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Delta Omega

History

By Gerard J. Shorb, Johns Hopkins University

Part 5: The Reemergence of Delta Omega

Alpha Chapter would not return to Delta Omega until 1978, thirty-six years later. Like an orphaned child, Delta Omega struggled to come into its own during this period. From 1944 to 1948 the national Delta Omega office and the local chapters remained idle. In 1948, however, a special review of the Society, at the request of C-E.A. Winslow, former national president, took place. A Committee on Reorganization formed. In 1949, it recommended the continuation of the Society with the objective of encouraging excellence in scholarship. The chapters at Harvard, Michigan and California reactivated in this period, but Johns Hopkins, Yale and MIT did not.46 It was becoming apparent that it would take time to rebuild the Society.

In 1950, at Tulane University, a new chapter, the Eta chapter, joined Delta Omega. In 1953 the Theta Chapter at the University of North Carolina received a charter.47 The next chapter was not admitted to the Society until 1968. At that time, the University of California at Los Angeles received a charter as the Iota Chapter. Unfortunately, the very next year, the Beta Chapter at Harvard officially de-activated and in 1971, there were additional de-activations at The University of Michigan (Delta) and the University of California at Berkeley (Zeta). There was some good news, however, in 1971, as Loma Linda University received a new charter as the Kappa Chapter. By 1974, however, there were only three chapters in the Society actually active. These were the groups at Loma Linda, North Carolina and Tulane.48

The Delta Omega Lectures were given only sporadically during this period. The sources indicate that in 1951 the first Delta Omega lecture in eleven years was given. Brock Chisholm was the speaker. Apparently, there were no lectures given, however, from 1952 to 1954. In 1955 Franklin D. Murphy delivered the lecture and in 1957 it was given by Lowell Reed. In 1958, Leroy E. Burney, former Surgeon General, spoke and in 1959 M.G. Candau, former Director-General of the World Health Organization, presented the lecture.49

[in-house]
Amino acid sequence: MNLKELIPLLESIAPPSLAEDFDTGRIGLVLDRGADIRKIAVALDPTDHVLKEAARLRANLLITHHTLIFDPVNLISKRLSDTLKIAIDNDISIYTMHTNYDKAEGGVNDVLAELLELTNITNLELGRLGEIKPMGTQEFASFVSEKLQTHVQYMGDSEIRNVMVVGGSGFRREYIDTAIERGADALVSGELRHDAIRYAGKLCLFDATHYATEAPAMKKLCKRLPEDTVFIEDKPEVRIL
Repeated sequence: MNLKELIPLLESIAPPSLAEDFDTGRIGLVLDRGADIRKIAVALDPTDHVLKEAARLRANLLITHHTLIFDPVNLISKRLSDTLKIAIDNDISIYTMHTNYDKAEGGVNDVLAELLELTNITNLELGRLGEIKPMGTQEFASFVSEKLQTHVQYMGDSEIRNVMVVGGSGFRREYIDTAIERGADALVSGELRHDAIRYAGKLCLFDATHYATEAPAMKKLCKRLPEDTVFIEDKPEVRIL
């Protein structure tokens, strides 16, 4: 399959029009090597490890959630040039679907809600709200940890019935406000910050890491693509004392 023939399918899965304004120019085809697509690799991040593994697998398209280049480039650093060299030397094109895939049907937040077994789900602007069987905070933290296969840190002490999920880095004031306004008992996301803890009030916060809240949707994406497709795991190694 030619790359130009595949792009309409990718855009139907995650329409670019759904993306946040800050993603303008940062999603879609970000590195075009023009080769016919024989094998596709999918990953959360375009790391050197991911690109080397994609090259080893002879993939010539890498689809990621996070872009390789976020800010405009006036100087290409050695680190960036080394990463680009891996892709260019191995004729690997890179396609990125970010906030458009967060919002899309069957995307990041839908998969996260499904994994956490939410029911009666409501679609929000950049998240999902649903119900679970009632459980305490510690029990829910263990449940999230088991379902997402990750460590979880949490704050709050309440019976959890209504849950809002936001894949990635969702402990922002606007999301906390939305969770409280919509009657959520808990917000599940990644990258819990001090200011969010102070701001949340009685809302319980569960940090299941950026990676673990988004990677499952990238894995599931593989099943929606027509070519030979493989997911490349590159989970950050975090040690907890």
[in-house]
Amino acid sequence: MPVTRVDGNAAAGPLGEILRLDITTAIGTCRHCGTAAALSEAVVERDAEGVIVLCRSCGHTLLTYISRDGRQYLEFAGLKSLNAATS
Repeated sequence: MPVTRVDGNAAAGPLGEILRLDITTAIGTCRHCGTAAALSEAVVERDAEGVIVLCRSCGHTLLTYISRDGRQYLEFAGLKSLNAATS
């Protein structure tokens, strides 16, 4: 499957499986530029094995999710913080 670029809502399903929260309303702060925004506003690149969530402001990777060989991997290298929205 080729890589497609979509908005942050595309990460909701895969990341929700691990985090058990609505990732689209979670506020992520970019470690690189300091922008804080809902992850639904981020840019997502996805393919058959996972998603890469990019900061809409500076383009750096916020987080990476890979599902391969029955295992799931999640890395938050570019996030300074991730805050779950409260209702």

During the 1960s and 1970s the lectures were on a more regular basis. In 1960, George W. Beadle delivered the lecture and in 1961 it was given by Luther Terry. Fowler Hamilton gave the 1962 lecture followed by William E. Willard in 1963 and John Snyder in 1964. The next year, there was a change in format and the Society held a symposium instead of the usual lecture. The title of the symposium was "The State of the Art in Control of Communicable Diseases." In 1968 the lecture format returned. Entitled "Future Roles of Schools of Public Health," it was given jointly by George James and Reuel A. Stallones.50

In 1969, the Society offered another symposium on "New Trends in Public Health: Is Present-Day Training Relevant?" The 1970 Delta Omega Lecture was entitled "Where are We in the Race Against Starvation?" and given by Grace Goldsmith. The 1971 lecture was "The Future of the Society: A Report to the Membership" by Cynthia Stewart. In 1973, Lester Breslow delivered a lecture entitled, "Do HMO's Provide Health Maintenance?" The 1975 talk by Cicely Williams was on the topic, "The Function of Schools of Public Health." In 1976, Henrik Blum spoke on the subject of "When Do Research Findings and Public Evidence Require Action in Health Prevention and Promotion Activities?" William Herzog gave the 1977 lecture entitled "The Goal of Excellence, The Problem of Equity and the Stigma of Elitism."

Between 1942 and 1978, nine new honorary members were inducted into the Society. These included William Wilson Jameson, William Hallock Park, John Donaldson Porterfield, John C. Cutler, Anthony M.M. Payne, Abraham Horowitz, Ernest L. Stebbins, Walter Leroy Mallmann and Margaret Mead.

During this period, Delta Omega re-published two more public health classics. In 1958, the society republished George Baker's An Essay Concerning the Cause of the Endemial Colic of Devonshire. This edition contained an introduction by Huntington Williams. There were 500 copies printed of this careful study of lead poisoning in the cider-drinking population of Devonshire, England. In 1969, the Society sponsored the republication of Florence Nightingale's Notes on Nursing by Dover Publications. This was a paperback issue with a foreword by Margaret B. Dolan.